Tanna was one of this year’s Oscar nominees for Best Foreign Language Film. I’ve become more discriminating with this category. In previous years, I’d watch every foreign nominee, but the academy is fond of nominating Middle Eastern films purely on the basis of their country of origin. I have no problem with this…so long as the films don’t bore me to death. I’m not political, but the academy seems to be, especially lately when it comes to this category, and my completist efforts have me slogging through some really tedious film-making that was celebrated simply because it came from, say, Iran. So I take the foreign category with a grain of salt.
This one piqued my interest, however, in that it is set on a remote Pacific island (the Tanna of the title) and features real people of the Yakel tribe, re-enacting a true story of forbidden love that took place about 30 years ago. The Yakel featured in the film are not trained actors, and many of them have probably never even been filmed or had much contact with the outside world. I was very curious to see how directors Martin Butler and Bentley Dean could coax a compelling narrative and performances out of these people. The very fact they succeeded in telling this story is a marvel in itself.
The film focuses on a young woman named Wawa (Marie Wawa). In an effort to make peace with the Yakel’s enemies, the Imedin, and put an end to a long-standing war between the two tribes, she is set to marry a man from that tribe. However, she is deeply in love with a man from her own tribe named Dain (Mungau Dain). With the help of her younger, loyal sister, Selin (Marceline Rofit), Wawa regularly sneaks off for romantic trysts with Dain and ultimately plots to run away with him, knowing that the Yakel would never permit them to be together. It’s a basic and timeless tragedy along the lines of Romeo and Juliet (although in reverse) set against the beautiful natural backdrop of Tanna’s rain forests and active volcano.
So is it good? I’m very glad I saw it. The plot is nothing new, but nevertheless you’re seeing something that’s never been done before–the little-known people of Tanna, not in a documentary, but actually performing a narrative story in front of cameras, with all of the staging, set-up, cutting, and editing that requires. I’ve read that there was a fair amount of ad-libbing and improvising as well, and the fact they could manage this naturally in front of a film crew is rather miraculous. Sometimes the editing is a bit obvious–you can tell when a shot was cut or another shot or angle was inserted to cover for a gaffe from one of the actors or to nudge the narrative in the direction the filmmakers wanted to go. In spite of that, the performances throughout feel authentic, except perhaps for Marie Wawa, who is a bit awkward and stilted at times, as if she’s leery of being on camera. Marceline Rofit, as young Selin, is a gifted little wonder, full of fire and mischief, and owns the forest like some magical little sprite. She’s amazing. A development late in the film brings her to tears, and it’s one of the best performances I’ve seen from a child actor in a long time.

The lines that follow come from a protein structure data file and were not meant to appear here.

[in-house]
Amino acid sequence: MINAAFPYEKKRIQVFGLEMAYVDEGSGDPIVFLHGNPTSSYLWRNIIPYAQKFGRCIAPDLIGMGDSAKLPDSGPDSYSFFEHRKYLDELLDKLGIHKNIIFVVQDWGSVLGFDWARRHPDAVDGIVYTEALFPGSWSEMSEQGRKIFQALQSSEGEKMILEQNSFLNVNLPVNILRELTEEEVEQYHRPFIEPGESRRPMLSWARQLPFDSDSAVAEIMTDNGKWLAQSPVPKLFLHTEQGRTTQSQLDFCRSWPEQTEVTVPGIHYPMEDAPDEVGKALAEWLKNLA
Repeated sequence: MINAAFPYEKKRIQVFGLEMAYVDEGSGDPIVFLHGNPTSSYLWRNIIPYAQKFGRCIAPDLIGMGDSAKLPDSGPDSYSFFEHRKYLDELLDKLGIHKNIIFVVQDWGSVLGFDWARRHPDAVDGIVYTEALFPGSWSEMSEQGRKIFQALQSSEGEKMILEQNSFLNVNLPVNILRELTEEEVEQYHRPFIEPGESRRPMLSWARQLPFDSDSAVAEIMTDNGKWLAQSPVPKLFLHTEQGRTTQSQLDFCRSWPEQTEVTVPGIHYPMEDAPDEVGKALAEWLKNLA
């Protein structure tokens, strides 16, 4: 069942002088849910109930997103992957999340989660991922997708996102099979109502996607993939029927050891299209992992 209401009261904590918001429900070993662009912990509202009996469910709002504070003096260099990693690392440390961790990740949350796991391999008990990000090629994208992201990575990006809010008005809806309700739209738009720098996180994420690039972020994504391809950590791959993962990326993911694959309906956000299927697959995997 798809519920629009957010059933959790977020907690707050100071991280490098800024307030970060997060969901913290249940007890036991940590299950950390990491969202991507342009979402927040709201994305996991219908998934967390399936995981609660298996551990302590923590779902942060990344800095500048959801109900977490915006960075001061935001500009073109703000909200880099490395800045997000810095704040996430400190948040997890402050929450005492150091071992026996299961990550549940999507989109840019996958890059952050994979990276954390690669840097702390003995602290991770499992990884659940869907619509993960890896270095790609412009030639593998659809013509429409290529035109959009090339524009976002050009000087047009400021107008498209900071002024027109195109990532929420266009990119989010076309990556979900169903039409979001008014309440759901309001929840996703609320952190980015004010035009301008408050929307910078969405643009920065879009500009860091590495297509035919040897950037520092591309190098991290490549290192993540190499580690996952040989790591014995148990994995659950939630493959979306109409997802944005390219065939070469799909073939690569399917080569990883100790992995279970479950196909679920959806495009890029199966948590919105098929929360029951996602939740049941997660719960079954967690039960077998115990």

If you get past the marvel of the film’s existence (which I never really did), you may become a little bored with Tanna. As I mentioned, the plot is familiar, and it moves slowly. But in the right setting, it’s a relaxing and immersive experience. Find a comfortable chair or spot on the sofa, pop some popcorn, set aside some time with your spouse or loved one. Turn the sound up so you can hear the natural ambience of the forest. I don’t recommend the film for kids. We were on the fence about this. It should be mentioned that the Yakel and Imedin don’t wear much clothing, but that’s not what decided us. We were prepared to discuss with our children that different cultures around the world have different standards of modesty when it comes to clothing, and I would argue that the people of Tanna are much more modest in their habits and traditions that many modern Western cultures. Additionally, the filmmakers are to be applauded for subtly choosing camera angles that don’t exploit the actors’ nudity. And there’s only the mildest suggestion of sexual content. The film is just a bit too slow and somber for young children, who will quickly lose interest within a half hour. But for teens and their parents, Tanna is an excellent folk story that will connect you with a culture from the other side of the planet and resonate some common truths in the human spirit.